5 Smart Money Habits for Successful Debt Consolidation
9th March 2023
If you’ve found yourself feeling trapped under an overwhelming amount of high-interest debt, debt consolidation loans could help you manage the repayment of your debt. For this to be successful, you need to change your money habits.
When you think of the word ‘habits,’ you probably think about small, automatic and regular actions. Though small, breaking bad habits and developing new ones is much easier said than done. With the help of some smart money habits, you can find success with debt consolidation and maybe get out of debt for good!
Get A New Perspective
Though money is ultimately just a tool, many people attach emotions and even a personal sense of worth and identity to it. As a result, debt often comes a deep sense of shame and low self-worth.
Maybe you’ve found yourself in this situation due to living beyond your means. Perhaps an unexpected medical emergency derailed your spending. If you feel ashamed about your past spending choices or that you didn’t find a way to put aside enough money to protect yourself in the event of an emergency, you're not alone - it’s much more common than you think.
Making changes, particularly restrictive ones, to get out of debt can feel like a punishment for these transgressions, but it’s not. Don't beat yourself up about past events you cannot change. Instead, look at this as an opportunity. You deserve to live a life free from the burden of debt, and you deserve to stick to your new money habits to achieve this.
Track Your Spending
We can’t stress this enough: the key to making debt consolidation work is to budget, budget, budget! Instead of rolling your eyes and scrolling past this section, think back to what you read a few paragraphs above about habits being repeated actions over a long period of time. This is exactly what budgeting is all about, and this habit is the key to knowing your finances inside and out.
Without tracking your spending, you won’t know exactly where your money is going or where there’s an opportunity to make changes. In this sense, budgeting is the money habit that informs all your other money habits.
If you’re a novice budgeter, follow these five steps to get started:
- Spend one week to one month tracking your spending
- Calculate how much you spend within each area of your life
- Calculate how much you’re overspending
- Identify areas where you can reduce spending
- Determine a weekly or monthly allowance for each area
Once you’ve established a budget, record your spending at the end of every day. As you become more confident, you can move this tracking to the end of every week and eventually, the end of every month.
Break Bad Money Habits
Now that you’ve developed a budget, you should have a clear idea about what needs to change to find success with your debt consolidation loan. Although, in theory, it’s as simple as spending less, in practice, changing your bad money habits can be difficult.
When it comes to building new habits and breaking old ones, there’s no expert quite like James Clear, the author of the bestselling book, Atomic Habits. One of the many things Clear stresses is that to break a bad habit, you can’t just try to get rid of it—you have to replace it with a good habit.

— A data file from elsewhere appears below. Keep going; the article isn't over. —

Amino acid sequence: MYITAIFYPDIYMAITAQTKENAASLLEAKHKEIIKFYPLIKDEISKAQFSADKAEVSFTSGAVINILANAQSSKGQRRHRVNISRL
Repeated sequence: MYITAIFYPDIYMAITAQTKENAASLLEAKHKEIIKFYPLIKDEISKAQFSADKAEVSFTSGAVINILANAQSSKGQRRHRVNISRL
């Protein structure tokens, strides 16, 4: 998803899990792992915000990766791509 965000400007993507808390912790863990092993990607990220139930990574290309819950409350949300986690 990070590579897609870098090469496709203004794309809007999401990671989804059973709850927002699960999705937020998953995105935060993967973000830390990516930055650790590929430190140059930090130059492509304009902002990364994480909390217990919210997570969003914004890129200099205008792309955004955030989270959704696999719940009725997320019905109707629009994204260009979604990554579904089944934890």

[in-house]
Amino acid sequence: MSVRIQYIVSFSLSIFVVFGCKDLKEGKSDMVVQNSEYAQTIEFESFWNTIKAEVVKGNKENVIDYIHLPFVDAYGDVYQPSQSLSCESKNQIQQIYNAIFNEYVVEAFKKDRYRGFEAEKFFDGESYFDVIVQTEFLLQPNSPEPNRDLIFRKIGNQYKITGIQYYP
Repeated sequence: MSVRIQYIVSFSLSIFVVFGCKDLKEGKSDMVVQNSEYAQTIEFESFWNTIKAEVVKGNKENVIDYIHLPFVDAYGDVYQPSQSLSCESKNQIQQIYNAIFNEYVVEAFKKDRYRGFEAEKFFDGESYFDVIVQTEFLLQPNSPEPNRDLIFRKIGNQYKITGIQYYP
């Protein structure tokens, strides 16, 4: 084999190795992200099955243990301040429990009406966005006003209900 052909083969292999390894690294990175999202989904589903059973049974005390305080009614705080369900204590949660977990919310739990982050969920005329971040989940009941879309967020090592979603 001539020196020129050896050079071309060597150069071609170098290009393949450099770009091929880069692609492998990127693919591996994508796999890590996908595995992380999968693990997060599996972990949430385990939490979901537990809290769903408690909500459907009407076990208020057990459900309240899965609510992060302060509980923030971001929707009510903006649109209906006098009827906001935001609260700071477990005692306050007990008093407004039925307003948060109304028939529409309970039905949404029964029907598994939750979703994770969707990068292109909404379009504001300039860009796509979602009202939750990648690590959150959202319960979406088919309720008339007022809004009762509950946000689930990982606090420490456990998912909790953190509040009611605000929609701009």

Besides identifying where you’re overspending, you need to determine why you’re overspending. Maybe you’re spending on new clothes each month because you’re lacking confidence in your appearance or it helps reduce the feeling of imposter syndrome at the office.
Instead of just cutting out those purchases, find ways to make yourself feel good about yourself through other means. This may include reciting positive self-affirmations every morning. It may also involve dedicating more time to a hobby that makes you feel good about who you are and what you can do rather than merely how you look.
Naturally, this is just one example, but you can apply this to the source of any spending habits you want to break.
Change Your Environment (Not Your Lifestyle)
If you’re spending half of your wages on eating out at fancy restaurants and cocktail bars, then yes - you may need to make some lifestyle changes. But at the end of the day, you are who you are and you like what you like.
Are you a passionate coffee aficionado that can’t stand a cheap drip brew? It’s probably not realistic to declare that you’re going to quit visiting your local coffee shop and go cold turkey. What you can do is alter your environment.
For example, you could buy some high-quality beans and your favourite milk from your local shop. Keep these out on the counter where they’re readily accessible. This will encourage you to make coffee at home when you have the time rather than getting a coffee to go seven days a week.
Likewise, if you’re a bit of a window shopper, leave your credit card at home. This will prevent you from making big impulse buys. If you truly want the item, you’ll make the effort to go home and get your card.
Environmental design is an important pillar in habit change that can make a huge impact on whether or not you’re successful.
Make Small Changes Over Time
Tired of reading that you have to stop eating out, cancelling subscriptions and turning your thermostat down to get out of debt? Developing habits that stick comes down to throwing away the idea of perfection and starting small. Micro habits can be just as impactful as big lifestyle changes - and are far more sustainable.
Instead of cutting out all your bad money habits at once, make a new small change at the beginning of each month. Going back to our previous example of coffee, cut down your visits to your favourite cafe to six days per week instead of seven. After a month, make that five days.
At the end of the day, a debt consolidation loan alone won’t get you out of debt. You need great money habits too!